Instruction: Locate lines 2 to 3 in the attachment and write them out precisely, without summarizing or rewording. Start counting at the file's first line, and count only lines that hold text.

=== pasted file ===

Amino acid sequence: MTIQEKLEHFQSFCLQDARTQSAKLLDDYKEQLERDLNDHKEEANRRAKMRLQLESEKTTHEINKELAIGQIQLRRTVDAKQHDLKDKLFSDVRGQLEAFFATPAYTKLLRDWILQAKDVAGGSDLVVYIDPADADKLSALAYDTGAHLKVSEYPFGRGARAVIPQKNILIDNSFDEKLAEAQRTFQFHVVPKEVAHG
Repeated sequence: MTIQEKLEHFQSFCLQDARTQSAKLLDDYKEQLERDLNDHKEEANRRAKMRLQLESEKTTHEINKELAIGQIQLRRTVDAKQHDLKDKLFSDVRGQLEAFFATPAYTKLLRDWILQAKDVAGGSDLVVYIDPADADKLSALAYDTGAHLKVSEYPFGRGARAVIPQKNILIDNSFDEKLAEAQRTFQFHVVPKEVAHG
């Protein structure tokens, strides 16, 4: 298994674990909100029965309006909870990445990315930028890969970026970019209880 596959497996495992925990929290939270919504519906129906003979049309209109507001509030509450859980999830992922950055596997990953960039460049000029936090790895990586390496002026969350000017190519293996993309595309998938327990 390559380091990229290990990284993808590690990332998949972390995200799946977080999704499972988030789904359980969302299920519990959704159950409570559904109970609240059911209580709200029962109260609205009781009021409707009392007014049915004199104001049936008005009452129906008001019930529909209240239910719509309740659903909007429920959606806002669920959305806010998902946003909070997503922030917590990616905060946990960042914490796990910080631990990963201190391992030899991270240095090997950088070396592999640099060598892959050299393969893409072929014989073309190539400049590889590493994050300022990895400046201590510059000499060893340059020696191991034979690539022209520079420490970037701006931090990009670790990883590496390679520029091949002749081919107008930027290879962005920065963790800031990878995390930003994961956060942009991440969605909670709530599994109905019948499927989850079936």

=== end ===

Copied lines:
Repeated sequence: MTIQEKLEHFQSFCLQDARTQSAKLLDDYKEQLERDLNDHKEEANRRAKMRLQLESEKTTHEINKELAIGQIQLRRTVDAKQHDLKDKLFSDVRGQLEAFFATPAYTKLLRDWILQAKDVAGGSDLVVYIDPADADKLSALAYDTGAHLKVSEYPFGRGARAVIPQKNILIDNSFDEKLAEAQRTFQFHVVPKEVAHG
């Protein structure tokens, strides 16, 4: 298994674990909100029965309006909870990445990315930028890969970026970019209880 596959497996495992925990929290939270919504519906129906003979049309209109507001509030509450859980999830992922950055596997990953960039460049000029936090790895990586390496002026969350000017190519293996993309595309998938327990 390559380091990229290990990284993808590690990332998949972390995200799946977080999704499972988030789904359980969302299920519990959704159950409570559904109970609240059911209580709200029962109260609205009781009021409707009392007014049915004199104001049936008005009452129906008001019930529909209240239910719509309740659903909007429920959606806002669920959305806010998902946003909070997503922030917590990616905060946990960042914490796990910080631990990963201190391992030899991270240095090997950088070396592999640099060598892959050299393969893409072929014989073309190539400049590889590493994050300022990895400046201590510059000499060893340059020696191991034979690539022209520079420490970037701006931090990009670790990883590496390679520029091949002749081919107008930027290879962005920065963790800031990878995390930003994961956060942009991440969605909670709530599994109905019948499927989850079936």